Home' Nova National : June 2010 Contents 15
SUN & MOON FEATURE
© NOVA JUNE 2010
sleep on average an hour or two less than
they did, which is why sleep deprivation is
now so endemic as to be "normal". We are
paying the price for too much light.
We need to dream and sleep for
psychological health. In the absence of
activity and external stimuli, the brain sifts
and files the events of the day; it does the
housecleaning and throws out the junk; it
puts things in perspective and works on
outstanding problems, and it prepares us for
the following day. It does this crucial work
in a way that is impossible while we are
awake, and it needs sufficient time
commensurate with the volume of the
previous day's input.
Nowadays, thanks to Edison's bright
inventions, we live, breathe and work in
colossal sewers of junk information. We'd
have to be saints to avoid it. We are like the
rag pickers of Manila, living on mountains
of garbage, and our brains have to process
every little bit we take in each day.
The average medieval peasant or lord not
only had productive sleep and less to think
about; he also had an abundance of time,
lying half awake in bed, to contemplate and
make sense of his life. When did you last lie
in bed, in peaceful, boundless reflection?
The kind of thinking that occurs in the
hypnagogic state between wakefulness and
dream can be profound and beautiful, and
the source of great intuitions. That state
has now largely vanished from our modern
mental repertoire, and we're so much poorer
We've now driven the moon into the
fringes of our consciousness. When did you
last even see the moon or a genuinely dark
sky? We live in the triumphant days of a solar
society: bright, fast, energetic, active, ever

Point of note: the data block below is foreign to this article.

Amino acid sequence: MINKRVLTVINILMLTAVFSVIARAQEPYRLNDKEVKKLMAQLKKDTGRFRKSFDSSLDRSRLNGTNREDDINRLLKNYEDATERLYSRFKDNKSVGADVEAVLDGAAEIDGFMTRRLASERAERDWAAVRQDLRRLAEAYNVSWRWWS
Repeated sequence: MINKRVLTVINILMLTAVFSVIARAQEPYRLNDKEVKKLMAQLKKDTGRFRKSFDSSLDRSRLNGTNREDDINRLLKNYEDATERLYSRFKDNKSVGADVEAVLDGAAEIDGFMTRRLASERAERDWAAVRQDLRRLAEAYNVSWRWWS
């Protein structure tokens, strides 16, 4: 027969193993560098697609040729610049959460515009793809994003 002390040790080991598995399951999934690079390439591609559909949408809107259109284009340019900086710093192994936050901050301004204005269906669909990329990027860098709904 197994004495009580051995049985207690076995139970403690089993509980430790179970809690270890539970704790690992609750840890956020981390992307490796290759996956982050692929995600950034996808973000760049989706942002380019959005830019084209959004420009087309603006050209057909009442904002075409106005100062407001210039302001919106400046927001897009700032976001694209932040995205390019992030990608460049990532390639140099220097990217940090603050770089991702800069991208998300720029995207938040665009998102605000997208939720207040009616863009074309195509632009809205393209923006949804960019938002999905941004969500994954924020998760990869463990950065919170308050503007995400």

onwards and upwards. We measure happiness
by the volume of our consumption. Because
we tend to unthinkingly judge one side of a
duality as "better" than the other, we don't
notice the value of its opposite.
It seems obvious that happiness is
better than sadness or despair. Yet, as Rajneesh
said, "Life consists of sadness, too. And
sadness is also beautiful. It has its own depth,
its own delicacy, its own taste. A man who
has not known sadness is shallow and even
his laughter will lack depth." Furthermore,
we need the mental silence and stillness of
the night to truly feel our own sadness.
Too much living in the light can dazzle
and deceive us. Optimism, positivity and the
effort to appear happier than we feel can
be self defeating. Sadness and despair are
not automatically "bad", or signs of moral
failure. They are often appropriate, honest
and adaptive responses. They enable us to
respond to life and the world as it actually
is, without the complicating hazards of
Good things really are good, but their
neglected opposites are valuable as well.
The glamour of hope needs to be balanced
by a sense of practical limits. The excitement
of action needs the stillness of reflection.
We need pain and stress to keep us from
harming our bodies. Disappointment tells
us when we've done something useless
and sets us up for a better course of action.
Failing again and again and again are
the natural stepping stones to any great
achievement (because success without
effort is likely to be paltry). Chronic illness
can be the inner road to self understanding.
Sadness goes hand in hand with the
tenderness of love, and gives us a stronger
empathy with others than happiness can
ever do. Without limitations, inactivity, pain,
disappointment, failure, illness and sadness,
we would be less than human. We need to
be comfortable with the darkness.
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